In a recent post on the InfoTrellis blog we have the good old question in data matching about Deterministic Matching versus Probabilistic Matching.
The post has a good walk through on the topic and reaches this conclusion:
“So, which is better, Deterministic Matching or Probabilistic Matching? The question should actually be: ‘Which is better for you, for your specific needs?’ Your specific needs may even call for a combination of the two methodologies instead of going purely with one.”
On a side note the author of the post is MARIANITORRALBA. I had to use my combined probabilistic and deterministic in-word parsing supported and social media connected data matching capability to match this concatenated name with the Linked profile of an InfoTrellis employee called Marian Itorralba.
This little exercise brings me to an observation about data matching that is, that matching party master data, not at least when you do this for several purposes, ultimately is identity resolution as discussed in the post The New Year in Identity Resolution.
For that we need what could be called hierarchical data matching.
The reason we need hierarchical data matching is that more and more organizations are looking into master data management and then they realize that the classic name and address matching rules do not necessarily fit when party master data are going to be used for multiple purposes. What constitutes a duplicate in one context, like sending a direct mail, doesn’t necessary make a duplicate in another business function and vice versa. Duplicates come in hierarchies.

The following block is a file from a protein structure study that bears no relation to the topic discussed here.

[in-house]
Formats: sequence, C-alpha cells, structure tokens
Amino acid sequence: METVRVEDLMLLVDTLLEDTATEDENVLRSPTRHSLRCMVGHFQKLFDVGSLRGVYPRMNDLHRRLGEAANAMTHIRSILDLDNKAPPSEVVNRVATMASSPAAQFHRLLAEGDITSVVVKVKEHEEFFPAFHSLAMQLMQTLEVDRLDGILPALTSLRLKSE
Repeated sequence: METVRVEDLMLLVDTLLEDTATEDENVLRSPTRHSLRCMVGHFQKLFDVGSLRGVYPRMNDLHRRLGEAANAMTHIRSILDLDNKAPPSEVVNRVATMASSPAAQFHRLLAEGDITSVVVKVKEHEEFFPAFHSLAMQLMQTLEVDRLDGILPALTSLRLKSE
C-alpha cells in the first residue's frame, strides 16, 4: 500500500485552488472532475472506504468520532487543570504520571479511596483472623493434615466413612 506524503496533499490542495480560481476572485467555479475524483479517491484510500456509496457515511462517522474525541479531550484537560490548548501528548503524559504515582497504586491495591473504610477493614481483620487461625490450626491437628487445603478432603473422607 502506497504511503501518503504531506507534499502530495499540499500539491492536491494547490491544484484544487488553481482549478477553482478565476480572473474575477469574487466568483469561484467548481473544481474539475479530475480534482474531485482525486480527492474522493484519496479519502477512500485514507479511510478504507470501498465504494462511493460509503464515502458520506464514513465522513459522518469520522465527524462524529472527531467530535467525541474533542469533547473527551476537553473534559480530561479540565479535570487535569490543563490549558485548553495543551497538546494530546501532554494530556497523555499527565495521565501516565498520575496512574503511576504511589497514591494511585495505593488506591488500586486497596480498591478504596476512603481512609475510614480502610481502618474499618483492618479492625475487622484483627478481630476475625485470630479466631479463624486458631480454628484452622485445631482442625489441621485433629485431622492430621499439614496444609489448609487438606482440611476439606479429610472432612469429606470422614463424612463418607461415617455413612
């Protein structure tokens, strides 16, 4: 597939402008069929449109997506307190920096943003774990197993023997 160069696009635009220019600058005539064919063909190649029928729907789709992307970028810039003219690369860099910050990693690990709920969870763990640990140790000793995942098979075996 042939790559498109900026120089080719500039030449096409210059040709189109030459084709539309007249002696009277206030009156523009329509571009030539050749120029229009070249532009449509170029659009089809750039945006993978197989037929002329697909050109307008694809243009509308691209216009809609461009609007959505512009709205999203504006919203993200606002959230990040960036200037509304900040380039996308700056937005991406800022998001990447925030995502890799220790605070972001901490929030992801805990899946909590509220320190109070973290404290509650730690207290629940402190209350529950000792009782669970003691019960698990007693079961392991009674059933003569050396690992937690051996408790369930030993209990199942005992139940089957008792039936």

One example is a household. You probably don’t want to send two sets of the same material to a household, but you might want to engage in a 1-to-1 dialogue with the individual members. Another example is that you might do some very different kinds of business with the same legal entity. Financial risk management is the same, but different sales or purchase processes may require very different views.
This matter is discussed in the post and not at least the comments of the post called Hierarchical Data Matching.
HI Henrik – one of my pet topics. I think that, while on balance this is a great post from Infotrellis it glosses over the key issue of Trust. If business cannot understand how a match was arrived at, and sign it off, then it is not a good match as discussed here http://dataqualitymatters.wordpress.com/2013/09/12/deterministic-matching-versus-probabilistic-matching/
A valid point indeed Gary and a subject near to me as I have spend a good portion of the last two decades with explaining matches and tuning match processes.
My conclusion from this experience is that a good match is a true positive which again is a match of two or more records that represent the same real world entity. That can be reached by both deterministic and probabilistic methods and it is more the actual data that dictates the approach which as mentioned in the InfoTrellis post, very well could be a combined approach.
However when settling if it is a true positive it helps if you have more sources at your disposal and building those sources into the match process is a huge advantage.
And then, which is another story of course, the best match process is where the duplicate is prevented at data entry.